|Debut:||01-Sep-29, League, (A) v. Bray Unknowns|
During the club’s first three seasons in the Free State League no new local players had been blooded. Tommy Godwin was the first player from the local Junior clubs to get a first team call-up. Throughout the 1930s he was one of a quartette who played a central role in the club’s activities, along with Joey Donnelly, Gerry McCourt and Henry Hurst.
He made his early mark with Norton Villa in the Dundalk Minor League in the 1920s, where Joey Donnelly was a teammate, winning the local league in its first two seasons. With a very young St Patrick’s squad he lost to Ardee team Dee United in the Junior League’s Macardle Cup.
Selected at centre forward with the Colours team playing against the first team in the annual pre-season trial in August 1929, he impressed with his two goals and made his debut against Bray Unknowns on September 1st 1929. He was called upon three times in the following season, again at centre forward, and contributed three goals.
After an absence of two seasons, he was back on first team duty in the 1933-34 year and spent the second half of the season at centre-half. Equally at home at either number 5 or number 9, and particularly strong and athletic in the air, his excellent performances earned him a place in a test match for the Irish International team during the 1934-35 season. Flanked by his brother Gerry at right half and Henry Hurst on the left, he was centre-half when Dundalk stormed to the FAI Cup final in the following year, scoring the last goal, from the centre half position, in the high-scoring final when Dundalk went down 4-3 to Bohemians.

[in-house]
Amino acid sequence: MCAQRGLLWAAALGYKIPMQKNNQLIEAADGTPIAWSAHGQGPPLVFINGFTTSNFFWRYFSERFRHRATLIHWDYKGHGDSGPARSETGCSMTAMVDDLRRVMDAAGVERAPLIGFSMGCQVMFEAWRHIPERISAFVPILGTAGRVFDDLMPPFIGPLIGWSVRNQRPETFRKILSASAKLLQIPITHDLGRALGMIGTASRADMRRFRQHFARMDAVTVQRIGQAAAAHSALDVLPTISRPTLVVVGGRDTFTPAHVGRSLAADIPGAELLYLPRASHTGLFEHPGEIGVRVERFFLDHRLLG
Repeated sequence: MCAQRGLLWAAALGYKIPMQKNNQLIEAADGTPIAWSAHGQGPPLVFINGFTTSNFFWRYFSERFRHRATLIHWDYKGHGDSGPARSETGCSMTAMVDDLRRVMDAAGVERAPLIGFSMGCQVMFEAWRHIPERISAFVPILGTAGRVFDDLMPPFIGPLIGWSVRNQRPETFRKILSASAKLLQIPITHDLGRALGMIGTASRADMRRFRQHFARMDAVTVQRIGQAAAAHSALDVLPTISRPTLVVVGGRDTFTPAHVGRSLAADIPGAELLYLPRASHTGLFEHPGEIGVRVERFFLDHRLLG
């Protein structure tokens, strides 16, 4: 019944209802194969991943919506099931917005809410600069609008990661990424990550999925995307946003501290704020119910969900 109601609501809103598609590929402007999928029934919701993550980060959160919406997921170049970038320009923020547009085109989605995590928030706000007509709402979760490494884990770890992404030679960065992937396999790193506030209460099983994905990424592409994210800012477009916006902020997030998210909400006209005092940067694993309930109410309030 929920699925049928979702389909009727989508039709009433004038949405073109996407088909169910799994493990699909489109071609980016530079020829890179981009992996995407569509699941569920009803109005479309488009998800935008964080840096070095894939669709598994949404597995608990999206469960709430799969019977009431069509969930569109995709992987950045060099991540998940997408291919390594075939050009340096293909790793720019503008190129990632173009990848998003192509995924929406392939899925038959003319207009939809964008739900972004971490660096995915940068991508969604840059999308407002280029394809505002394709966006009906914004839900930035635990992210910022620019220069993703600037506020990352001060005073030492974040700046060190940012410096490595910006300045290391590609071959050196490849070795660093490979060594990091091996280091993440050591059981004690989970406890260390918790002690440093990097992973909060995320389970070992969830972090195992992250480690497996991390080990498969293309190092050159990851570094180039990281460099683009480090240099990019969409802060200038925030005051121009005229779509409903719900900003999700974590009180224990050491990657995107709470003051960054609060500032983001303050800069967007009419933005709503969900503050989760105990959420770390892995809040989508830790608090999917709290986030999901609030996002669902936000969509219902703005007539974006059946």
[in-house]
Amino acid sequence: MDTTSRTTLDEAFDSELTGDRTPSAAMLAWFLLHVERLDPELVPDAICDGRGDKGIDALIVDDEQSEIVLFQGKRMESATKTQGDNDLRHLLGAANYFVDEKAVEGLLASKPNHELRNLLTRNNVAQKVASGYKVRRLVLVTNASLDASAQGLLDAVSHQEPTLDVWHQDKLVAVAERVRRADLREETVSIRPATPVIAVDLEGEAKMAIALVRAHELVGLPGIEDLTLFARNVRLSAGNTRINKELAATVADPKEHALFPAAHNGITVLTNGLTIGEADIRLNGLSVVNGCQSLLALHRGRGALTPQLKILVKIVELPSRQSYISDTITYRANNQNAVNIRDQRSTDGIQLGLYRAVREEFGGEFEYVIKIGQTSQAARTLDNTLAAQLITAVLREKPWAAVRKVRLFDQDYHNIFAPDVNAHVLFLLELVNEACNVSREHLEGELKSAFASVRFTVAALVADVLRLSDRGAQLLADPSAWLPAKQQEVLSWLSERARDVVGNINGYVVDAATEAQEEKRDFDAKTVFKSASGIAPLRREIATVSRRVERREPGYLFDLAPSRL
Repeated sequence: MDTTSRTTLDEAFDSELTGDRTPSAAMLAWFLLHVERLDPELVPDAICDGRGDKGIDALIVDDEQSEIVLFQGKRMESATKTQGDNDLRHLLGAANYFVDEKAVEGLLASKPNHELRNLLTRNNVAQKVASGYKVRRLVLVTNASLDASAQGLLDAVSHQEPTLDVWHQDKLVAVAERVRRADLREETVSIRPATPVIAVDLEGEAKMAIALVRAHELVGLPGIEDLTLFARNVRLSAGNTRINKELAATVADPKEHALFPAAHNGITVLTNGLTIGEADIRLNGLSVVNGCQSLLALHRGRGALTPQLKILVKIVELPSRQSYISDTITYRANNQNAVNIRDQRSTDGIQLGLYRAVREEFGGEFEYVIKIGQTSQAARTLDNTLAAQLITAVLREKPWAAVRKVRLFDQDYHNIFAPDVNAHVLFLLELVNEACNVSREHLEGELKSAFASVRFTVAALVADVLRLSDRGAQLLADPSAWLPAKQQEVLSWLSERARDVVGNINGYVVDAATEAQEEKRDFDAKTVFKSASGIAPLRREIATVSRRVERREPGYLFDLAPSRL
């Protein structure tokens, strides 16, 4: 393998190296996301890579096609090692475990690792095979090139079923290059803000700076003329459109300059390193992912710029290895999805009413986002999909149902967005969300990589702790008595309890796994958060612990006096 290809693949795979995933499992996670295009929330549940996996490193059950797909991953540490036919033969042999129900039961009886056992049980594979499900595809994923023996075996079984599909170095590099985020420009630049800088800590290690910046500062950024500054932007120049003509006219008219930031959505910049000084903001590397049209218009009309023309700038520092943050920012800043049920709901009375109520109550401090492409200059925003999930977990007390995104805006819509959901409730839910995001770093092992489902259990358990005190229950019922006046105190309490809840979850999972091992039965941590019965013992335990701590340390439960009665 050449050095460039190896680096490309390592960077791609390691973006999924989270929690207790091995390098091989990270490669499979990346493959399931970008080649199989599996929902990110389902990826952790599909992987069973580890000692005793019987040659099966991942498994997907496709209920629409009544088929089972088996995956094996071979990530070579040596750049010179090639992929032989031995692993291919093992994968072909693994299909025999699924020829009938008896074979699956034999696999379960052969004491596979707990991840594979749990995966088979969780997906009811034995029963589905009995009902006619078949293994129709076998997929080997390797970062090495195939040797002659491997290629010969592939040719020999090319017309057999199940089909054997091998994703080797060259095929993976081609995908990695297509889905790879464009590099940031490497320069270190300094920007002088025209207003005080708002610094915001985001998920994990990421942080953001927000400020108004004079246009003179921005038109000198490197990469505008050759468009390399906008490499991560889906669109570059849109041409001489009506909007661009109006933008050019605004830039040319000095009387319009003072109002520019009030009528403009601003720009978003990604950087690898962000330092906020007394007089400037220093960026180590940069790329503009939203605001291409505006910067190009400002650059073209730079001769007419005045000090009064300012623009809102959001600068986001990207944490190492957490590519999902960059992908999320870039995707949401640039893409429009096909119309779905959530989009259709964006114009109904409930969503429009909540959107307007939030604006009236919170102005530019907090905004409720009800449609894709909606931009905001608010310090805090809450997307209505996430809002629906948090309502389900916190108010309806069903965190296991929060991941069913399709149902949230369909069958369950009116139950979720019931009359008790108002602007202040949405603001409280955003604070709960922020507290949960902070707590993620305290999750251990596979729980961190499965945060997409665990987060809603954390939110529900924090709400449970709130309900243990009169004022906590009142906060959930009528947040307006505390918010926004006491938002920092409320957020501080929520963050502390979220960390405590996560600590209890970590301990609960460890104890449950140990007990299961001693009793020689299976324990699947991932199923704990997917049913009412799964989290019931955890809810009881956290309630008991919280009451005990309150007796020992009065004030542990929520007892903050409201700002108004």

In Dundalk’s last match in the 1935-36 season played at the Athletic Grounds, the final game before relocating to Oriel Park, Tommy scored the winner in the last minute. He played in the opening Oriel Park fixture and in that 1936-37 season he finished with seven League goals—after being drafted in as centre forward late in the season.
Injuries restricted his involvement for a couple of seasons but he was still around for the 1942 FAI Cup success and he came in for the flue-stricken Dicky Lunn in the first round victory over Distillery. After a half dozen games on the trot an injury knocked him out for a spell. He couldn’t break his way back into the first team and Johnny Leathem retained the centre-half spot for the march to Cup glory.
Throughout his thirteen seasons with the club he retained his amateur status. Employed as a supervisor by local cigarette and tobacco manufacturer P J Carroll and Company, he became a useful golfer, winning the company’s golf championship on a number of occasions.
What They Said About Him
Dundalk Democrat in the run-up to the 1935 FAI Cup final: "Brother of Jerry and another product of St. Patrick’s. Played most of his football with junior teams as a centre forward where his cleverness in heading was invaluable. Has developed into a great centre-half. Long of stride and with plenty of intelligence he holds the best of the centre forwards in the hollow of his hands. Good team man and always plays according to his captain’s orders.”
5 Runners Up : League 1936-37; FAI Cup 1934-35; City Cup 1936-37; 2 Leinster Cup 1934-35, 1935-36.